Newspaper article Sarasota Herald Tribune

Zimmerman and Laws on Trial

Newspaper article Sarasota Herald Tribune

Zimmerman and Laws on Trial

Article excerpt

The arrest of George Zimmerman on a charge of second-degree murder Wednesday was a step toward delivering long-delayed justice in the fatal shooting of Trayvon Martin.

It was also a step toward repairing the reputation of Florida, whose lax and confusing gun laws have generated debate and criticism worldwide in the wake of the Feb. 26 shooting.

Those laws will face further scrutiny as the Zimmerman case moves forward.

Florida legislators should be among those watching closely to determine if the state has gone so far in granting gun owners rights that it has jeopardized public safety.

Drawing special attention as the case unfolds will be Florida's "stand your ground" and concealed-weapon carrying laws.

Under the state's "stand your ground" law, a person attacked in any public place "has no duty to retreat and has the right to stand his or her ground and meet force with force, including deadly force." The law forbids the arrest, detention or prosecution of those covered by the law.

In extending the self-defense right beyond one's home to any public place, Florida's "stand your ground" law is one of the most expansive in the nation.

A claim of self-defense

Zimmerman, a neighborhood watch coordinator in the Orlando suburb of Sanford, told police he shot Martin in self-defense.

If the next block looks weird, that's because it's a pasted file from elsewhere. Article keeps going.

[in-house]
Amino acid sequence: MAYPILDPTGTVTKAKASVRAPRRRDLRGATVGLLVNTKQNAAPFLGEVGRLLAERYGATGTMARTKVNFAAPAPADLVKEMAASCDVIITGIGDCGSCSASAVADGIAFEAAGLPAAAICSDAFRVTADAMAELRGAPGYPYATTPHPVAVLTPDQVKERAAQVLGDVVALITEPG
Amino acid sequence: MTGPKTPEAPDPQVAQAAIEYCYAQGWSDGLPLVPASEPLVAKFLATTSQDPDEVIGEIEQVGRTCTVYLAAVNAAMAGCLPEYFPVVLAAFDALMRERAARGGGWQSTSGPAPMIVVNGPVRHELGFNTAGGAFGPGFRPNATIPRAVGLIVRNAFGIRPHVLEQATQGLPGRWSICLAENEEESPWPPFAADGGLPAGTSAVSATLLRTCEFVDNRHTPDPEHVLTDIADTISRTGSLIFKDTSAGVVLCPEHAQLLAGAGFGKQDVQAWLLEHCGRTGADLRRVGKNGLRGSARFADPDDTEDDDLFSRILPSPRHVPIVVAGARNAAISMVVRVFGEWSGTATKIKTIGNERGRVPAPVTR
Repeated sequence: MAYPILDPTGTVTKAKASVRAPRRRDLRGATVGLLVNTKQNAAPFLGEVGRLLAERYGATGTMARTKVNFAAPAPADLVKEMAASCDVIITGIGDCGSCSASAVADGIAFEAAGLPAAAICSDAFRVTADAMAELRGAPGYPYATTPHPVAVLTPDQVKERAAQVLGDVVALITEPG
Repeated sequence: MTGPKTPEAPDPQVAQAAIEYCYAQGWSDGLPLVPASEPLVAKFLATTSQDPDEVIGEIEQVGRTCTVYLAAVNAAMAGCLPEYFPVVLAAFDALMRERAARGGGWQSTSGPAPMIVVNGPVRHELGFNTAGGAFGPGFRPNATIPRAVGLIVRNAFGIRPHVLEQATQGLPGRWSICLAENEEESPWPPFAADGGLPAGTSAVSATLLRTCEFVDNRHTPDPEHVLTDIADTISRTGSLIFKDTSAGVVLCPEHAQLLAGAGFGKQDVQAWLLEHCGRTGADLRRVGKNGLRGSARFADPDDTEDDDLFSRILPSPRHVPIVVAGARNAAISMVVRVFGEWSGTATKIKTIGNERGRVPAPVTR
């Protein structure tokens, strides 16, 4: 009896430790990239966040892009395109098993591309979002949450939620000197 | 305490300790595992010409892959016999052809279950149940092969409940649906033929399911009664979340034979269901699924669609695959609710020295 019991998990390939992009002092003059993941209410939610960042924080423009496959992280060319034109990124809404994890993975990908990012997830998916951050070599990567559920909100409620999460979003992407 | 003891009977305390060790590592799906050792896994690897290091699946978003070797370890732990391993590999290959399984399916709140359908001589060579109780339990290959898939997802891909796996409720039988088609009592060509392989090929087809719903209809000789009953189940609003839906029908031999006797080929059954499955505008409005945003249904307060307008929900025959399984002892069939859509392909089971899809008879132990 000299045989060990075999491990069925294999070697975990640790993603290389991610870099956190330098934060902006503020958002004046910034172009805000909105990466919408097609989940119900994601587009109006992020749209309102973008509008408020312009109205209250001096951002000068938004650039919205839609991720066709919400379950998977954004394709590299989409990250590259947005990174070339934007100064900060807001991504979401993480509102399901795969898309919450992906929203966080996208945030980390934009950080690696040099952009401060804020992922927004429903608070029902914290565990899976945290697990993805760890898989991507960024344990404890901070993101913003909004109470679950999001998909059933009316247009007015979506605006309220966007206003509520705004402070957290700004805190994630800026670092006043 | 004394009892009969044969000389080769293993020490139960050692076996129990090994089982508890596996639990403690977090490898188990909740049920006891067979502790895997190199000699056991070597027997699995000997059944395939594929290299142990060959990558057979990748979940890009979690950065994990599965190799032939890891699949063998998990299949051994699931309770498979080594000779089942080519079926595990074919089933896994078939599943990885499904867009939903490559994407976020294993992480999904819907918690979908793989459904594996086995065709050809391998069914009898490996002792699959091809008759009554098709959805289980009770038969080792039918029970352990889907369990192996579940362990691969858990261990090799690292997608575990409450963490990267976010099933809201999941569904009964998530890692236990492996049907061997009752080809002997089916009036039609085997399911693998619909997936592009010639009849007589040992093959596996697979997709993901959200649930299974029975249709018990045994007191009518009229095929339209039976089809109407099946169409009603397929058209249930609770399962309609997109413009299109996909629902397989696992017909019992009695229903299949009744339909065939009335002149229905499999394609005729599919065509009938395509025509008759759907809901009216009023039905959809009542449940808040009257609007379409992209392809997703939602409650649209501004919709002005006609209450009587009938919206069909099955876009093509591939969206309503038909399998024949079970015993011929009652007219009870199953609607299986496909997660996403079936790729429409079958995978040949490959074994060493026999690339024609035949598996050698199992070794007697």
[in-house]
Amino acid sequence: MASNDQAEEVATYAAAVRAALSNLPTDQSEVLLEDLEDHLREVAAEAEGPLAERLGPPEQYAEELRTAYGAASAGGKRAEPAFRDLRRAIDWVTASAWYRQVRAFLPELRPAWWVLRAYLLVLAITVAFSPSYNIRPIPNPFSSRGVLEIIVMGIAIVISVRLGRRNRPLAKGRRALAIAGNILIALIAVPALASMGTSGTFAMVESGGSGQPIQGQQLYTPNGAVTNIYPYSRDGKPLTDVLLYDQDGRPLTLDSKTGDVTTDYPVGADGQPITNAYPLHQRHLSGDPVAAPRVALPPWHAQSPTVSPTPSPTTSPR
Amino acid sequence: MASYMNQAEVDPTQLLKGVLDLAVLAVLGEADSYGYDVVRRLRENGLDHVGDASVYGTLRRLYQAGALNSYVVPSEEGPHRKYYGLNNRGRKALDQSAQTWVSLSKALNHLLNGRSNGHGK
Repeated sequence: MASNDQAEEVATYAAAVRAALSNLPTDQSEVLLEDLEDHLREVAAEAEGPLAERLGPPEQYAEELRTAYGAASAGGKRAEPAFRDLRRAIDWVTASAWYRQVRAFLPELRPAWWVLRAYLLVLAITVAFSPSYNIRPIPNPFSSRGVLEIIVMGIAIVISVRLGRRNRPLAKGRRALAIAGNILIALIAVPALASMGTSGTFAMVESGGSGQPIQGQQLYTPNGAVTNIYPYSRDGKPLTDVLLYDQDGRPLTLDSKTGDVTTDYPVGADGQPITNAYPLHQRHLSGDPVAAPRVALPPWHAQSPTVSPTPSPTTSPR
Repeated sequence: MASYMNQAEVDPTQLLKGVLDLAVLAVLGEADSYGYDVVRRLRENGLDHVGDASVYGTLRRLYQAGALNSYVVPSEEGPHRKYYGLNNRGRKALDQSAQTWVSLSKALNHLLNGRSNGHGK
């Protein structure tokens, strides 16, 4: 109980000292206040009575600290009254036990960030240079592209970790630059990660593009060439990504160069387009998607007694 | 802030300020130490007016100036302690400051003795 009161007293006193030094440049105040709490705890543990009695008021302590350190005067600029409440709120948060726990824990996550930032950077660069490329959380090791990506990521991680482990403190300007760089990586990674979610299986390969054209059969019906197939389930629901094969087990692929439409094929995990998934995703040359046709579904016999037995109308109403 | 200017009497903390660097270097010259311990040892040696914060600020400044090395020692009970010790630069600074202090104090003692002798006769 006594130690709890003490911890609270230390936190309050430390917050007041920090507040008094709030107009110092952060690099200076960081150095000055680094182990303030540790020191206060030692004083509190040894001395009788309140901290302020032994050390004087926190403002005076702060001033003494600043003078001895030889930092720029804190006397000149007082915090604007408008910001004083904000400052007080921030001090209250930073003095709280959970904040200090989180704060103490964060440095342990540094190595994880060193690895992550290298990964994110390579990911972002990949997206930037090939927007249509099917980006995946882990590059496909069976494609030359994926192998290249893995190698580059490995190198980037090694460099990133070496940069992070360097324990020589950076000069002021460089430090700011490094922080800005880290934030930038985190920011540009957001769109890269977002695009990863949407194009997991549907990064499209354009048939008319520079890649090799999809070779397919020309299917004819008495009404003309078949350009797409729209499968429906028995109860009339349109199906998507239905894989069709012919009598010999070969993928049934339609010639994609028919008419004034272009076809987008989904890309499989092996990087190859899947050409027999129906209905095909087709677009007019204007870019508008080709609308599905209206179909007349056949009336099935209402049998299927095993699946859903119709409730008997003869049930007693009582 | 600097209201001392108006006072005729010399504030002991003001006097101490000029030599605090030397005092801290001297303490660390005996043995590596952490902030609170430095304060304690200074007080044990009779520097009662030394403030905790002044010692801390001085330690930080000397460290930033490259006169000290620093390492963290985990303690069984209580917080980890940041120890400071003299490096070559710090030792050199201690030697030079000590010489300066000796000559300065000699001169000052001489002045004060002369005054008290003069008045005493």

He said he had been following Martin, a 17-year-old African- American who was walking home from a convenience store on the night of Feb. 26. Zimmerman, 28, said that he lost sight of Martin and that Martin then surprised him, punched him and struck his head on the pavement. That, he told police, is when he shot the teenager. Martin was unarmed.

The Sanford police released Zimmerman without charges and returned his gun to him. The police chief said later that officers could not disprove his claim of self-defense.

Martin's parents held a news conference and drew national attention to the case, while starting an online petition drive that gathered more than a million signatures on a petition demanding Zimmerman's arrest.

Nationwide protests ensued. The U.S. Justice Department launched an investigation, and Gov. Rick Scott appointed a special prosecutor, State Attorney Angela Corey from the Jacksonville judicial district, to handle the state's inquiry. …

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